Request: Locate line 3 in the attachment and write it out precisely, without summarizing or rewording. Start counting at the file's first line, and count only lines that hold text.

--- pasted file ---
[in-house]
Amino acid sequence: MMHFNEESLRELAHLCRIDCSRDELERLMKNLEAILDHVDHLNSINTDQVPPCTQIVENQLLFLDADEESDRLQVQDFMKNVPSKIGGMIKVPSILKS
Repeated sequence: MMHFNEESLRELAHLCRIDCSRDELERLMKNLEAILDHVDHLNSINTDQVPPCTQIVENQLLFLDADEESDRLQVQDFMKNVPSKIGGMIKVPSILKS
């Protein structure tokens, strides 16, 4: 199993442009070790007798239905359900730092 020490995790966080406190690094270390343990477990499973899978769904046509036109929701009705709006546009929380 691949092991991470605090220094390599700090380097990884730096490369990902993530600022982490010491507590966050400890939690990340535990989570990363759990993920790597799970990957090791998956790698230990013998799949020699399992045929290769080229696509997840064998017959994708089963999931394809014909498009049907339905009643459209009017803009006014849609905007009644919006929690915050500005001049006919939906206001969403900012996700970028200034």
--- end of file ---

Repeated sequence: MMHFNEESLRELAHLCRIDCSRDELERLMKNLEAILDHVDHLNSINTDQVPPCTQIVENQLLFLDADEESDRLQVQDFMKNVPSKIGGMIKVPSILKS